Hypovitaminosis D and executive dysfunction in older adults with memory complaint: a memory clinic-based study.Dement Geriatr Cogn Disord. 2014; 37(5-6):286-93.DG
Hypovitaminosis D is associated with executive dysfunction as a whole. The purpose of this cross-sectional study was to determine whether lower vitamin D levels were associated with mental flexibility, information updating, or cognitive and motor inhibition among older adults.
One hundred Caucasian older community dwellers with memory complaint (mean, 71.02 ± 0.74 years; 52.0% female) were divided into 3 groups according to serum 25-hydroxyvitamin D (25-OHD) concentration (deficiency <25 nmol/l, insufficiency 25-50 nmol/l, sufficiency >50 nmol/l). Executive functions were assessed with error rates by executing the Trail Making Test-B (TMT-B) for mental flexibility, the N-Back Test for information updating, the Stroop Interference Test for cognitive inhibition, and the Go/No-Go score for motor inhibition. Age, gender, BMI, education level, number of morbidities, depressive symptoms, Mini-Mental State Examination score, calcemia, estimated glomerular filtration rate and season tested were considered as potential confounders.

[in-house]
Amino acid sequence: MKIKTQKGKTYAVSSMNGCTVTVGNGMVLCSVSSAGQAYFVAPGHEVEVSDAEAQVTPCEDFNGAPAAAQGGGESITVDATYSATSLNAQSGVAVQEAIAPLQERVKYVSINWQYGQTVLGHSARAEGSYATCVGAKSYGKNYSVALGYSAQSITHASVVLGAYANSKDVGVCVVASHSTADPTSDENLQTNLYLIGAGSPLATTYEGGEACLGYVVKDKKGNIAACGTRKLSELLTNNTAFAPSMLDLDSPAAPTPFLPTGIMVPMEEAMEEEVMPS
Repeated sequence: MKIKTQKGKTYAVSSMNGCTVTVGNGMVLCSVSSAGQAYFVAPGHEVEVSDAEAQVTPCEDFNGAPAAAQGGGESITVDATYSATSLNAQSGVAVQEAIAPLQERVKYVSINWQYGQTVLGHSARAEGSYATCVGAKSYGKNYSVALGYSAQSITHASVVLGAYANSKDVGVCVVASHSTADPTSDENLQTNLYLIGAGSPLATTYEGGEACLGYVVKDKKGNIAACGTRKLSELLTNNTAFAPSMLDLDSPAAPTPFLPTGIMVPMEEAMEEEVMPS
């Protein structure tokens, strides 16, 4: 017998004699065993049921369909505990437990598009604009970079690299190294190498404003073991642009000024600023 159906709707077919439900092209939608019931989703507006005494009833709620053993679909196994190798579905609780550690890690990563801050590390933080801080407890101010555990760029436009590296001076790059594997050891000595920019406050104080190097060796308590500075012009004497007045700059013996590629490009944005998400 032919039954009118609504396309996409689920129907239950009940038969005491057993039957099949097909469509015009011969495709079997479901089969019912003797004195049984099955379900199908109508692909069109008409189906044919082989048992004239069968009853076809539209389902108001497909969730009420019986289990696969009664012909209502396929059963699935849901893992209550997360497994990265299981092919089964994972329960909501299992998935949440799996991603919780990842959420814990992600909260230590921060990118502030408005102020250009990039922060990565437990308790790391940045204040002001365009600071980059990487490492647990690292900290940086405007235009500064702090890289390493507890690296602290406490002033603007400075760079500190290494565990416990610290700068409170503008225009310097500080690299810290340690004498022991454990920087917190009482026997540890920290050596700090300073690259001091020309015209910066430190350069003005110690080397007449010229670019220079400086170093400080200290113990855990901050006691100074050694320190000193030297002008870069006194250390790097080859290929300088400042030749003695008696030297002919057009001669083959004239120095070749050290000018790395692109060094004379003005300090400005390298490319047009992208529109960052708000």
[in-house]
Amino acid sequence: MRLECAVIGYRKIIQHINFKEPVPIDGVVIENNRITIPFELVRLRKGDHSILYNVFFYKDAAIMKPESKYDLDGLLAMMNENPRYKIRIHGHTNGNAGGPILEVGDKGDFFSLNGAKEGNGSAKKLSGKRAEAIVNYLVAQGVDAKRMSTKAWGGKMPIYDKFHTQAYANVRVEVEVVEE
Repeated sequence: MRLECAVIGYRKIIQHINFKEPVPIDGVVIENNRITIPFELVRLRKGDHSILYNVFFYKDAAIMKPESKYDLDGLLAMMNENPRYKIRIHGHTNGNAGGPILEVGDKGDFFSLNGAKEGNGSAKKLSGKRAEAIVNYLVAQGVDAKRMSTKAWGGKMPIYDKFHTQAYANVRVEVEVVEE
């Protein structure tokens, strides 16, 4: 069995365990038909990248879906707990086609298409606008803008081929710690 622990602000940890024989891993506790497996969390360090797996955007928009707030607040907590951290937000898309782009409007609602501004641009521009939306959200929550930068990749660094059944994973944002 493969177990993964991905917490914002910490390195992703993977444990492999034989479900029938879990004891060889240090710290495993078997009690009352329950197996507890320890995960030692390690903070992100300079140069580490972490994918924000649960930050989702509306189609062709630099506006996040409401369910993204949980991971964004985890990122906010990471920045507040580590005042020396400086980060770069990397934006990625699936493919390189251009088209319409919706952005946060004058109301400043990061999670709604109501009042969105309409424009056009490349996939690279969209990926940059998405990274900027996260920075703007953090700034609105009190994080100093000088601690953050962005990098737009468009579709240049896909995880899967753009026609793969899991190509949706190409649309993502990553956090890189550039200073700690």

Compared to participants with vitamin D insufficiency and sufficiency, those with vitamin D deficiency had a poorer TMT-B performance (p = 0.019 and p = 0.017, respectively) but similar N-Back (p = 0.175), Stroop (p = 0.135) and Go/No-Go (p = 0.224) scores. Cognitive performance did not differ between participants with insufficient and sufficient vitamin D levels. Vitamin D deficiency was associated with poorer performance on TMT-B (adjusted β = 1.48, p = 0.011), but not on N-Back (p = 0.665), Stroop (p = 0.817) or Go/No-Go (p = 0.971).
Vitamin D deficiency was associated with poorer mental flexibility among older community dwellers with memory complaint.